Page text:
Originally posted on Kim O'Donnel's Meat Lover's Meatless Tour & More.
From the Department of Stating the Obvious: "No one is pro-hunger."
So why is it that we've got 50 million Americans who don't know where their next meal is coming from? They are "food insecure," as the USDA likes to say.
The statistics translate to about one in six hungry bellies, and for kids, it translates to one in five. Just take a moment to let that sink in: One in five American children is chronically hungry.
"It's about patriotism really. If another country was doing this to our kids, we would be at war."
When you've got more than enough to eat, it's all too easy to forget about those who don't. But the new documentary, A Place at the Table, forces us to face up to this horrifying state of affairs that arguably is on the scale of a public health emergency.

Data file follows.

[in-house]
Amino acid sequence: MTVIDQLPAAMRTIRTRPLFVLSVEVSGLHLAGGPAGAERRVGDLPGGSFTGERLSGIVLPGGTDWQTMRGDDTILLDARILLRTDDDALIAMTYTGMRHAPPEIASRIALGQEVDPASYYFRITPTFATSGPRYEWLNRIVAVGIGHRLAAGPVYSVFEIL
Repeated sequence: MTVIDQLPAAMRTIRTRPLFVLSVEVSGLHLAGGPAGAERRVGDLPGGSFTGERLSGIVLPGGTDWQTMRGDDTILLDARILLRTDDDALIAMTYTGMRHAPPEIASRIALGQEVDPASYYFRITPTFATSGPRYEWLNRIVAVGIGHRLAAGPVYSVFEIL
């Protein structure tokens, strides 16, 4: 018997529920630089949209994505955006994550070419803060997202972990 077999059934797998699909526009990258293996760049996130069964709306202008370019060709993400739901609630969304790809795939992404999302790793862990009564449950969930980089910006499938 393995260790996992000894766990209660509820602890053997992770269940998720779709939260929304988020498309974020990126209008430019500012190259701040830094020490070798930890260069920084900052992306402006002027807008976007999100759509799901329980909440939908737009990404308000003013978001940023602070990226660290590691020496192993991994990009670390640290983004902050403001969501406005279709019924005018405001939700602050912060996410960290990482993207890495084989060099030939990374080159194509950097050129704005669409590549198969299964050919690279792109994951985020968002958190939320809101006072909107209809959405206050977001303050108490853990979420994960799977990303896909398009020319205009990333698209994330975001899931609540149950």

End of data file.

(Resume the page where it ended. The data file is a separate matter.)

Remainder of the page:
At an Amherst, Mass., screening and panel discussion last week, Rep. Jim McGovern (D-Mass.) said that hunger in America is "the moral issue of our time."
In the film, you meet the myriad faces of hunger – a single mom of two in North Philadelphia, a third grader in rural Colorado (as well as that town's police officer), and a Mississippi second grader, who’s clinically obese (yes, obesity and hunger can go hand in hand). Their stories, up close and personal, will split you open, and fill you with both sadness and exasperation.
As actor Jeff Bridges (who founded the End Hunger Network) said in one of his many cameos sprinkled throughout the film, "It's about patriotism really. If another country was doing this to our kids, we would be at war."
Go see this movie and bring two or three others. Or download it on iTunes. Then raise a little hell up on Capitol Hill. You can pass on what Rep. McGovern said last week: "Hunger is a political condition. We have everything we need to solve hunger – except political will."
And if you can, support or volunteer at your local food bank.